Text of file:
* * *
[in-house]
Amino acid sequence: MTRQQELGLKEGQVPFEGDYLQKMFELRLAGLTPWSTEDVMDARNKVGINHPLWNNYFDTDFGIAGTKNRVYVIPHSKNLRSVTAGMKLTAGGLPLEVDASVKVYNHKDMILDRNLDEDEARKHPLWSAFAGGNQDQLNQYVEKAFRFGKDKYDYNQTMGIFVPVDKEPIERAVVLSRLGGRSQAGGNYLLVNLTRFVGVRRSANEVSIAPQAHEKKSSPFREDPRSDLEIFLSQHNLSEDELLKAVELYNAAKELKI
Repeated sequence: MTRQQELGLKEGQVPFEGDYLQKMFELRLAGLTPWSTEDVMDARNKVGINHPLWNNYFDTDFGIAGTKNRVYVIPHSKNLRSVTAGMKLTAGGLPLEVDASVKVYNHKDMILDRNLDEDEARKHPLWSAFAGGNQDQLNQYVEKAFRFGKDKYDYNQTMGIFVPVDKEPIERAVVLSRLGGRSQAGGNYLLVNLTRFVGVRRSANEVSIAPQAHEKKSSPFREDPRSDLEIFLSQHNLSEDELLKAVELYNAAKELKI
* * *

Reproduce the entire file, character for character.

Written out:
[in-house]
Amino acid sequence: MTRQQELGLKEGQVPFEGDYLQKMFELRLAGLTPWSTEDVMDARNKVGINHPLWNNYFDTDFGIAGTKNRVYVIPHSKNLRSVTAGMKLTAGGLPLEVDASVKVYNHKDMILDRNLDEDEARKHPLWSAFAGGNQDQLNQYVEKAFRFGKDKYDYNQTMGIFVPVDKEPIERAVVLSRLGGRSQAGGNYLLVNLTRFVGVRRSANEVSIAPQAHEKKSSPFREDPRSDLEIFLSQHNLSEDELLKAVELYNAAKELKI
Repeated sequence: MTRQQELGLKEGQVPFEGDYLQKMFELRLAGLTPWSTEDVMDARNKVGINHPLWNNYFDTDFGIAGTKNRVYVIPHSKNLRSVTAGMKLTAGGLPLEVDASVKVYNHKDMILDRNLDEDEARKHPLWSAFAGGNQDQLNQYVEKAFRFGKDKYDYNQTMGIFVPVDKEPIERAVVLSRLGGRSQAGGNYLLVNLTRFVGVRRSANEVSIAPQAHEKKSSPFREDPRSDLEIFLSQHNLSEDELLKAVELYNAAKELKI